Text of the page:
• Giering, E., Tinbergen, M., & Verbunt, A. (2009). Research Report 2007 | 2008. Nijmegen: Max Planck Institute for Psycholinguistics.
  • Gullberg, M. (1998). Gesture as a communication strategy in second language discourse: A study of learners of French and Swedish. Lund: Lund University Press.

    Abstract

    Gestures are often regarded as the most typical compensatory device used by language learners in communicative trouble. Yet gestural solutions to communicative problems have rarely been studied within any theory of second language use. The work pre­sented in this volume aims to account for second language learners’ strategic use of speech-associated gestures by combining a process-oriented framework for communi­cation strategies with a cognitive theory of gesture. Two empirical studies are presented. The production study investigates Swedish lear­ners of French and French learners of Swedish and their use of strategic gestures. The results, which are based on analyses of both individual and group behaviour, contradict popular opinion as well as theoretical assumptions from both fields. Gestures are not primarily used to replace speech, nor are they chiefly mimetic. Instead, learners use gestures with speech, and although they do exploit mimetic gestures to solve lexical problems, they also use more abstract gestures to handle discourse-related difficulties and metalinguistic commentary. The influence of factors such as proficiency, task, culture, and strategic competence on gesture use is discussed, and the oral and gestural strategic modes are compared. In the evaluation study, native speakers’ assessments of learners’ gestures, and the potential effect of gestures on evaluations of proficiency are analysed and discussed in terms of individual communicative style. Compensatory gestures function at multiple communicative levels. This has implica­tions for theories of communication strategies, and an expansion of the existing frameworks is discussed taking both cognitive and interactive aspects into account.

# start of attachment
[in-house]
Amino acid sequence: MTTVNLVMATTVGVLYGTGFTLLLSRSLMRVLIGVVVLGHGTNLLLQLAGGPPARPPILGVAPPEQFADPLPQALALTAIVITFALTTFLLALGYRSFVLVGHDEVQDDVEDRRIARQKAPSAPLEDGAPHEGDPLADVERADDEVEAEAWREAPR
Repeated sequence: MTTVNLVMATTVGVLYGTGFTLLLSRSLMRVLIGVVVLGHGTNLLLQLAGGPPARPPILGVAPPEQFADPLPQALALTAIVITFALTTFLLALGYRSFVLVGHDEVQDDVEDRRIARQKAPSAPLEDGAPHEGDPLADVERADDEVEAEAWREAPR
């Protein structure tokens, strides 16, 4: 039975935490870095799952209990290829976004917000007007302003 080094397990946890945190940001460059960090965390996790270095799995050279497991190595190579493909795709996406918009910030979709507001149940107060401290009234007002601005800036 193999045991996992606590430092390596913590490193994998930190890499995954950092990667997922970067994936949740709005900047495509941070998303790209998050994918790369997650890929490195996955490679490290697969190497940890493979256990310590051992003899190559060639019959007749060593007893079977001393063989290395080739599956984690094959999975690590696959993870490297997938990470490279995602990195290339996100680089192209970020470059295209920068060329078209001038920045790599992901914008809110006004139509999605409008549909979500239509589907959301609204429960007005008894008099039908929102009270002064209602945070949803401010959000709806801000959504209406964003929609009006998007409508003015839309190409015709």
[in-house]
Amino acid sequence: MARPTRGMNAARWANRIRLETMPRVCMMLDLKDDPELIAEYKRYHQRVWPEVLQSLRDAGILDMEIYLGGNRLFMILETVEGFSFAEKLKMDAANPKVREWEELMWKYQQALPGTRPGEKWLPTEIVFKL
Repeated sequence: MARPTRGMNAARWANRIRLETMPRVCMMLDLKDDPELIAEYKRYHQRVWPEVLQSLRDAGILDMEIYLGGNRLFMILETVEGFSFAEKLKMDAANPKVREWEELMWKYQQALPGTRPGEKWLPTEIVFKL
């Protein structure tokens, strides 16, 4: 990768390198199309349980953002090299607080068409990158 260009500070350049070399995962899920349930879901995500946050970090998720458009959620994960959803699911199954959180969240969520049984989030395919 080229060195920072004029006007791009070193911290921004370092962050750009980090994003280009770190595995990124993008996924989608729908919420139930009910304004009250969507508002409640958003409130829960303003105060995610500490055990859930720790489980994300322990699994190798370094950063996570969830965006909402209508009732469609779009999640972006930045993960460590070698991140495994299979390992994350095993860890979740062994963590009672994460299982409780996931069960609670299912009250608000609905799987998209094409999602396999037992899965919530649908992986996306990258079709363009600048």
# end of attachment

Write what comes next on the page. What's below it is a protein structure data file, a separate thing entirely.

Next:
• Hanulikova, A. (2009). Lexical segmentation in Slovak and German. Berlin: Akademie Verlag.

    Abstract